As many members of the extended St. Joseph’s community enjoy time with family and share in the tradition of exchanging gifts, I thought readers would enjoy the following story written by one of our Veteran residents describing his, and other members of the Veterans Program improv. troupe, describing their giving of their gifts of time and talent to our adolescents at Rose Hill, and of the true meaning of this special time of year.
The Trip to Rose Hill and the Gift of Time
Today is December 10th, 2019 and today is the day I have been prepping for for a month since I got the word from Dr. O. that we would be going to Rose Hill to see the kids there and perform our improv routine.
My emotions are all over the place leading up to this day, not only because we are going to be giving a demonstration of our routine, but because I will also be performing a couple of my songs that I’ve created during the most trying times in my life. It’s funny how some of the darkest moments in life can produce some of my greatest works of art and music.
Today is a day that we get to give back to others what was so freely given to us. Today we get to give to them what I would consider to be the most expensive currency on the planet… “Time”!
I tend to suffer with the mental illnesses of depression and anxiety, and just a few days earlier Rolling Thunder Motorcycle Club came to St. Joe’s Veterans facility to bring us early Christmas gifts.
I had just come back from a home visit, so getting adjusted back into the fold of treatment was weighing heavy on my spiritual outlook. I felt distant and emotionless. I can’t tell you how, but their visit completely energized and lifted me out of the throes of despair. The gifts they brought us meant more to us than words can describe, especially to some of the guys who miss their families and can still remember how much addiction has taken us away from the very same families we love.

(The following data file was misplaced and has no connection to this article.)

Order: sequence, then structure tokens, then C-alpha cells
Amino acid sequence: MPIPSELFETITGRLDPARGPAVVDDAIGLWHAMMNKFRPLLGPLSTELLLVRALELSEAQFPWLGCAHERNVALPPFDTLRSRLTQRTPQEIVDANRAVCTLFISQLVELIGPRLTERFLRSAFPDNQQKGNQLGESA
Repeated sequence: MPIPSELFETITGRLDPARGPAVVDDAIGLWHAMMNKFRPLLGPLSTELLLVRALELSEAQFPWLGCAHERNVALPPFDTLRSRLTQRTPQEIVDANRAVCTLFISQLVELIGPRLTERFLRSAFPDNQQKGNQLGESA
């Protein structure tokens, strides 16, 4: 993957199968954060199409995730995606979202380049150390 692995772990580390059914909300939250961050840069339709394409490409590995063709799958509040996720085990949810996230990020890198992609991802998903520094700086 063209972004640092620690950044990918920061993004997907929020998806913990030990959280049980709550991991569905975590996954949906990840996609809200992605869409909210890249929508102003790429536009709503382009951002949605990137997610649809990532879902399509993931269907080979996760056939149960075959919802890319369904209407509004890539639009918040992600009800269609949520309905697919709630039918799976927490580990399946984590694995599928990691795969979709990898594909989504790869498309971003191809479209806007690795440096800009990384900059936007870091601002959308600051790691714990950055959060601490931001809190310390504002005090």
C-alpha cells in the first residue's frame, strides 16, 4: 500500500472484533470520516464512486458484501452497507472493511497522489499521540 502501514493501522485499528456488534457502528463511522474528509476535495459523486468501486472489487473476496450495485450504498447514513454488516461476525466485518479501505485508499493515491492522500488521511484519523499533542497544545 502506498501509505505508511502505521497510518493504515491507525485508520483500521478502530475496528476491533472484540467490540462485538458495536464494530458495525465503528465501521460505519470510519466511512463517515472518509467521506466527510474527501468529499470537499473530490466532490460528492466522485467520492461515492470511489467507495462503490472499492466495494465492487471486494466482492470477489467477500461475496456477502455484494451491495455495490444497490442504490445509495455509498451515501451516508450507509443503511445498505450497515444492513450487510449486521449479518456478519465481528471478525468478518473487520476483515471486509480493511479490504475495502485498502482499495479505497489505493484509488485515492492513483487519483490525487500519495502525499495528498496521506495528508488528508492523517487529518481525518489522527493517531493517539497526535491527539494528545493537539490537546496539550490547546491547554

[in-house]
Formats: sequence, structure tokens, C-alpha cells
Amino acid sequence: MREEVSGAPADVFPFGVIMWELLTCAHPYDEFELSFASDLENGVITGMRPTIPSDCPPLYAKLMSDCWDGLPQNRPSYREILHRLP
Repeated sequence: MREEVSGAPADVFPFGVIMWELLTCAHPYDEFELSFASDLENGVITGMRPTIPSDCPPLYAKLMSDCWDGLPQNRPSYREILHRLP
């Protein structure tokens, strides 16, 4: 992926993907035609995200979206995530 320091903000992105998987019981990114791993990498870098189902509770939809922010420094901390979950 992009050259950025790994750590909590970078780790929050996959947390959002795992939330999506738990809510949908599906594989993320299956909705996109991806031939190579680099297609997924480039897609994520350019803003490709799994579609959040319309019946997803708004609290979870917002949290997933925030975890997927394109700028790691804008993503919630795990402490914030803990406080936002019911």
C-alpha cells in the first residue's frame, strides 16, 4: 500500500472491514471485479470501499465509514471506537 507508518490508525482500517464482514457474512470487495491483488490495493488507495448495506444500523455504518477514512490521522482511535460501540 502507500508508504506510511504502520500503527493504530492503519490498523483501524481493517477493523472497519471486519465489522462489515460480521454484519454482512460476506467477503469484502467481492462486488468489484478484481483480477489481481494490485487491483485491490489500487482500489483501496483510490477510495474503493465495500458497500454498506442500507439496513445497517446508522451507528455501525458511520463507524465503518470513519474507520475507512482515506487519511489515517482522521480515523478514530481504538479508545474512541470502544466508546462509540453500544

The greatest gift that day was… “Time”. The time it took to wrap presents for Veterans, the time and effort it took to travel and go out of their way to show us that we still had Value. That my friend was the spark that would shine the light in “The Night of the Dark Soul”.
On a spiritual level this is a season of spiritual depression in which one has to go through a detox, or purging, in order to experience enlightenment.
Now armed with a renewed sense of purpose and drive, we began our trip to the Rose Hill facility. Before we left, I recite a small prayer to make sure. God was with us as we traveled. I could sense some anxiety from Dr. O., my peers, and Shane (St. Joseph’s Director of Spirituality), who was pressed for time and had to make sure we got to our destination and back in a timely manner so he could facilitate his other treatment groups later in the day.
I knew then and there that we weren’t in control anymore and that we would have to rely on teamwork and a power greater than ourselves to get through the day successfully. As we began our journey over the rivers and through the woods, I can’t help but marvel at the beauty of the landscapes we were traversing; there were snowy mountains in the distance and pine trees still wet with the morning dew lining the highway. It was a damp sunless day, but it was still a beautiful sight. From the front seat I can hear my peers behind me rehearsing bits from our routine we plan to perform, as we get closer anxiety is turned into excitement.
We finally make it to the youth facility, and we are greeted by one of the counselors there. As we unload our equipment, we are led into the building and are greeted with hot cups of coffee and a place to set up for the presentation. The kids’ eyes light up once we start setting up our presentation, and just then I’m reminded of the joyous feelings I got when the motorcycle club came to see us.
Everything is all set up and we begin introductions, Dr. O. gives a brief introduction of our improv group and after that we begin with a short warm up. Everyone is standing in a big circle now wondering what’s about to happen. We do an exercise meant to get the person next to you to become mindful and grounded in the moment, it also helps to get the brain working and the blood pumping. After our warm-ups the kids take their seats, and we begin our improv acts. The kids are seeing how we develop scenes out of thin air and how we display a go-with-the-flow attitude. Even if we mess up, the whole point is to keep going with the flow. Life isn’t always scripted sometimes you’re going to have to adjust to the situations that come your way.
We wrap up or demonstration, and now it’s time for me to perform my songs of encouragement. I introduce myself really quick but it’s time to press play, it’s “go time!!” It’s been a while since I’ve performed my music in front of an audience, but it’s like riding a bike. The ability to share my gifts and talents with others never left me, it was just on pause until I had enough time to heal from self-doubt. In those few moments on stage in front of Rose Hill I learned one of my greatest lessons, and it’s the one thing I made sure I told them at the end of my performance, That no matter what you’ve been through or what you done YOU ARE VALUEABLE & LOVED.